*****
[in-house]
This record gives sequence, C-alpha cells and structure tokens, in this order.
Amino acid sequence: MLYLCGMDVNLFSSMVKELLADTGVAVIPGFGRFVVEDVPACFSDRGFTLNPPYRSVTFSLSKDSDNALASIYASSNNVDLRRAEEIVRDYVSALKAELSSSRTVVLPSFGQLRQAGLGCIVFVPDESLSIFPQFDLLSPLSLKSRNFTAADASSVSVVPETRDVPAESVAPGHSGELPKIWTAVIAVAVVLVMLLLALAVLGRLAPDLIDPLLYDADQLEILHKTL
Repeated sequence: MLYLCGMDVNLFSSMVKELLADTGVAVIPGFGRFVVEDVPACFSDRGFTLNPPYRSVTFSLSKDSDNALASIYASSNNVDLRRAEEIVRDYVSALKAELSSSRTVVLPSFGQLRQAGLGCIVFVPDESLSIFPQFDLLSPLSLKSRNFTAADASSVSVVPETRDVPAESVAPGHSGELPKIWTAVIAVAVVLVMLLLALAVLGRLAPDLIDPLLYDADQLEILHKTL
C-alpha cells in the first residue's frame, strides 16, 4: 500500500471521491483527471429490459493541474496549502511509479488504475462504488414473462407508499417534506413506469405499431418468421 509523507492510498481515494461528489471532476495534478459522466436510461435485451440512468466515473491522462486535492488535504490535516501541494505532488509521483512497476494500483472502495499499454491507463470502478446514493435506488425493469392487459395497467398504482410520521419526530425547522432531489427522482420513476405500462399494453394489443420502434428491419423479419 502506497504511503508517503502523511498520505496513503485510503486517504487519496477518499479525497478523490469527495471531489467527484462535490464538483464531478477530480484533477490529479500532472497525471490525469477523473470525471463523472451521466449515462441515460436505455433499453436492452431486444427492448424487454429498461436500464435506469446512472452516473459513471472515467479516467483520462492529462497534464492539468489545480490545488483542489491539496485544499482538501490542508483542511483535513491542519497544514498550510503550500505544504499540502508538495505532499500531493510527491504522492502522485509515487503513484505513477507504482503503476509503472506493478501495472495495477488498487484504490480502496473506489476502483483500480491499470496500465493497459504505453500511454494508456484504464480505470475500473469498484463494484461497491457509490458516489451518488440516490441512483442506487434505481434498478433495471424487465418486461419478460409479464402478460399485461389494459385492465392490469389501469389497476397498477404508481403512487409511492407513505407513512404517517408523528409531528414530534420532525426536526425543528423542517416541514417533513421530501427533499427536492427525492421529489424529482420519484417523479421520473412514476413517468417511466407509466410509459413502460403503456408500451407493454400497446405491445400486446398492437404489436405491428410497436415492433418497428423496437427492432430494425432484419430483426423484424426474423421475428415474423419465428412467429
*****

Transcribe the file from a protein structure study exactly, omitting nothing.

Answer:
[in-house]
This record gives sequence, C-alpha cells and structure tokens, in this order.
Amino acid sequence: MLYLCGMDVNLFSSMVKELLADTGVAVIPGFGRFVVEDVPACFSDRGFTLNPPYRSVTFSLSKDSDNALASIYASSNNVDLRRAEEIVRDYVSALKAELSSSRTVVLPSFGQLRQAGLGCIVFVPDESLSIFPQFDLLSPLSLKSRNFTAADASSVSVVPETRDVPAESVAPGHSGELPKIWTAVIAVAVVLVMLLLALAVLGRLAPDLIDPLLYDADQLEILHKTL
Repeated sequence: MLYLCGMDVNLFSSMVKELLADTGVAVIPGFGRFVVEDVPACFSDRGFTLNPPYRSVTFSLSKDSDNALASIYASSNNVDLRRAEEIVRDYVSALKAELSSSRTVVLPSFGQLRQAGLGCIVFVPDESLSIFPQFDLLSPLSLKSRNFTAADASSVSVVPETRDVPAESVAPGHSGELPKIWTAVIAVAVVLVMLLLALAVLGRLAPDLIDPLLYDADQLEILHKTL
C-alpha cells in the first residue's frame, strides 16, 4: 500500500471521491483527471429490459493541474496549502511509479488504475462504488414473462407508499417534506413506469405499431418468421 509523507492510498481515494461528489471532476495534478459522466436510461435485451440512468466515473491522462486535492488535504490535516501541494505532488509521483512497476494500483472502495499499454491507463470502478446514493435506488425493469392487459395497467398504482410520521419526530425547522432531489427522482420513476405500462399494453394489443420502434428491419423479419 502506497504511503508517503502523511498520505496513503485510503486517504487519496477518499479525497478523490469527495471531489467527484462535490464538483464531478477530480484533477490529479500532472497525471490525469477523473470525471463523472451521466449515462441515460436505455433499453436492452431486444427492448424487454429498461436500464435506469446512472452516473459513471472515467479516467483520462492529462497534464492539468489545480490545488483542489491539496485544499482538501490542508483542511483535513491542519497544514498550510503550500505544504499540502508538495505532499500531493510527491504522492502522485509515487503513484505513477507504482503503476509503472506493478501495472495495477488498487484504490480502496473506489476502483483500480491499470496500465493497459504505453500511454494508456484504464480505470475500473469498484463494484461497491457509490458516489451518488440516490441512483442506487434505481434498478433495471424487465418486461419478460409479464402478460399485461389494459385492465392490469389501469389497476397498477404508481403512487409511492407513505407513512404517517408523528409531528414530534420532525426536526425543528423542517416541514417533513421530501427533499427536492427525492421529489424529482420519484417523479421520473412514476413517468417511466407509466410509459413502460403503456408500451407493454400497446405491445400486446398492437404489436405491428410497436415492433418497428423496437427492432430494425432484419430483426423484424426474423421475428415474423419465428412467429